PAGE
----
Also, I relate to the feeling you describe of the steady timelessness of this subject. The long exposures convey that like no other technique. Great work, as usual. So glad I follow your blog.

  • LauraM Says:

    Cole, you have created another exquisitely beautiful and expressive series of images. As always, you generously share so much about the hows and whys in creating your new work. I love the feel of stepping into time itself–moving somehow with the clouds and the cycles of the seasons.

  • Gary Larsen Says:

    I suspect No. 9 is one of your favorites… and it would be mine. Nice technique for getting the most from your vision!

  • MariAnne Says:

    beautiful series Cole, love the light and tonality.

  • rob Says:

    Cole, as always your images are very inspirational. You do this so well. I noticed that the quality of most of your images appears to resemble that of medium format film. Is this due to the long exposure, or post processing? Beautiful work, my friend. Thanks for sharing.

  • Cole Thompso Says:

    Thank you everyone for all for the great comments!

    Rob, I really just think that square images make people think 2-1/4 X 2-1/4!


  • Frida Says:

    A wonderful strong series I love them all.

  • Karla Pitts Says:


    I almost expect the formations to come to life, to stretch and move. Thank you sharing your vision and technique.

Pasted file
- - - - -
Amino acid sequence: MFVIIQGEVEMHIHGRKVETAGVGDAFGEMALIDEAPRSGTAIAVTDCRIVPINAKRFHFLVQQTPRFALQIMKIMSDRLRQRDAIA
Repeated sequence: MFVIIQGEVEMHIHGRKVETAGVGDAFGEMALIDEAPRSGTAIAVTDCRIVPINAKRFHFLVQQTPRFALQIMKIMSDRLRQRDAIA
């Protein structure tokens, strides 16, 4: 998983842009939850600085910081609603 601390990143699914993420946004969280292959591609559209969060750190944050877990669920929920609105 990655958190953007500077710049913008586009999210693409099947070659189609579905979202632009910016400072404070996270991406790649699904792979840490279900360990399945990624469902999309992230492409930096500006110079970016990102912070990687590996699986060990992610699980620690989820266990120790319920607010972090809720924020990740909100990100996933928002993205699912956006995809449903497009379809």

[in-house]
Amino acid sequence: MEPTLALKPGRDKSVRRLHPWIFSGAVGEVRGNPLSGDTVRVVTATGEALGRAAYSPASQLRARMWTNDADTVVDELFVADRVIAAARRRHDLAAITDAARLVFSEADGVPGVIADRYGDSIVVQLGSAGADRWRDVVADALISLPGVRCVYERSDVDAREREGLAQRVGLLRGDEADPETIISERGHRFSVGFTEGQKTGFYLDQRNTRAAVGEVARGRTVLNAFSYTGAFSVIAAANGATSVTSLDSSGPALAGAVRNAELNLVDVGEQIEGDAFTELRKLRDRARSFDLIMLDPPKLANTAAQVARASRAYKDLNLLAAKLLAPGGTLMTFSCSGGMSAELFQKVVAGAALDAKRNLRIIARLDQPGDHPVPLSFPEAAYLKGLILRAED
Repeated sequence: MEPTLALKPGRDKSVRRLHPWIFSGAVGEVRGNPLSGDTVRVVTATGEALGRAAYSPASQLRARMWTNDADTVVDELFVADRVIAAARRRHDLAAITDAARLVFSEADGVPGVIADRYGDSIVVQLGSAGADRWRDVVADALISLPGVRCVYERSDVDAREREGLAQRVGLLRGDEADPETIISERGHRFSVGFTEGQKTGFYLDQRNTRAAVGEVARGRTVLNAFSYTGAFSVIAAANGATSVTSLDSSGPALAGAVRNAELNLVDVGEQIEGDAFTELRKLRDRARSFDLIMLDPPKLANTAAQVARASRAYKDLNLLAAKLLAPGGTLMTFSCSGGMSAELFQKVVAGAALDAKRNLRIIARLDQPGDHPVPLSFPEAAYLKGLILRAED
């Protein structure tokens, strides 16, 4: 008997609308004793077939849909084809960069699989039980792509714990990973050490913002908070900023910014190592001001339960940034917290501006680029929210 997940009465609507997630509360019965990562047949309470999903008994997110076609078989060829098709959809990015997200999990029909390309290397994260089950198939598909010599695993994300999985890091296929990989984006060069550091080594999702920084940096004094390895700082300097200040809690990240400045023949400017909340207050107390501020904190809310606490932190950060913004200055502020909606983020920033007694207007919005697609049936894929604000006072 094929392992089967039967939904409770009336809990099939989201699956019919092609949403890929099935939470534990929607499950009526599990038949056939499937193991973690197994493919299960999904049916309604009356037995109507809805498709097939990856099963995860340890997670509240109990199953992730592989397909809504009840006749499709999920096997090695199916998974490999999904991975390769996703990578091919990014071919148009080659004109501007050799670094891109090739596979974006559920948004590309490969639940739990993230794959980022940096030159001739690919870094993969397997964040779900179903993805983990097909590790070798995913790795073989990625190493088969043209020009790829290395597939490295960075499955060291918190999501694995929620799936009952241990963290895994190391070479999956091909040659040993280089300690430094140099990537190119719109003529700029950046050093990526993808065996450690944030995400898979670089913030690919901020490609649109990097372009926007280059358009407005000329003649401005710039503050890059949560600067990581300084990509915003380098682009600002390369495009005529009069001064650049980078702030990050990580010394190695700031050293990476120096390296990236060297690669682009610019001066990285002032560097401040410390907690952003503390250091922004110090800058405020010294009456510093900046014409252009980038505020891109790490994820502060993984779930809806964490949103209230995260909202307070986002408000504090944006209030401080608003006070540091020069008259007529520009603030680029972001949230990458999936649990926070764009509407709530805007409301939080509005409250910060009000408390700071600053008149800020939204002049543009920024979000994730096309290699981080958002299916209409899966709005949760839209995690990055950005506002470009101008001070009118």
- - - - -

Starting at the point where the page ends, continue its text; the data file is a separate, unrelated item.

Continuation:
• Jeff Ovitt Says:

    Very inspirational as all your images are. Well done cole thank you

  • Mickey Says:

    Can you comment on the photographic celibacy? It seems like, for me anyway, part of the joy of photography is occasionally getting my mind blown by the work of others. Have you always practiced this; if not, have you found that it has made a difference in your work? Do you look at other art forms for inspiration?

  • Cole Says:

    I stopped looking at other photographer’s work about four years ago, it was my attempt to stop copying other’s work, either consciously or unconsciously. And yes, it has helped a great deal and I’ve never regretted doing it.

    Will I do it forever? No.

    You can read more about Photographic Celibacy from one of my other blog posts:

    Thanks for asking about this Mickey!